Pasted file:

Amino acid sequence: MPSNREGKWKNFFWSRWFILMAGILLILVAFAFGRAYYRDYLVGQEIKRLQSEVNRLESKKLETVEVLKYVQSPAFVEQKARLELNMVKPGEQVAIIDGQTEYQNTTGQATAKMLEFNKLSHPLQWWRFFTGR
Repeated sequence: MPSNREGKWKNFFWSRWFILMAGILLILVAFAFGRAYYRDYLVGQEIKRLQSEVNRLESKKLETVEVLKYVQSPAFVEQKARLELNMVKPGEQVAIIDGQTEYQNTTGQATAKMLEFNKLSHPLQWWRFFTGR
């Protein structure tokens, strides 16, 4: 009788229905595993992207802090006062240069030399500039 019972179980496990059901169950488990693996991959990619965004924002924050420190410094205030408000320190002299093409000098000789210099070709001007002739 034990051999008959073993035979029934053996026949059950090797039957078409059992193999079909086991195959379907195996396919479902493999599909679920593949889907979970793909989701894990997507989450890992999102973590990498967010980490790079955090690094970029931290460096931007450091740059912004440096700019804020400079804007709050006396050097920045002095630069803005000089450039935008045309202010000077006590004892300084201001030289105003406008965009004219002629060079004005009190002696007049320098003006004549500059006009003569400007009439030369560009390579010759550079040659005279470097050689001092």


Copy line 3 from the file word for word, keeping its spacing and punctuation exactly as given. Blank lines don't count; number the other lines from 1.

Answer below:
């Protein structure tokens, strides 16, 4: 009788229905595993992207802090006062240069030399500039 019972179980496990059901169950488990693996991959990619965004924002924050420190410094205030408000320190002299093409000098000789210099070709001007002739 034990051999008959073993035979029934053996026949059950090797039957078409059992193999079909086991195959379907195996396919479902493999599909679920593949889907979970793909989701894990997507989450890992999102973590990498967010980490790079955090690094970029931290460096931007450091740059912004440096700019804020400079804007709050006396050097920045002095630069803005000089450039935008045309202010000077006590004892300084201001030289105003406008965009004219002629060079004005009190002696007049320098003006004549500059006009003569400007009439030369560009390579010759550079040659005279470097050689001092």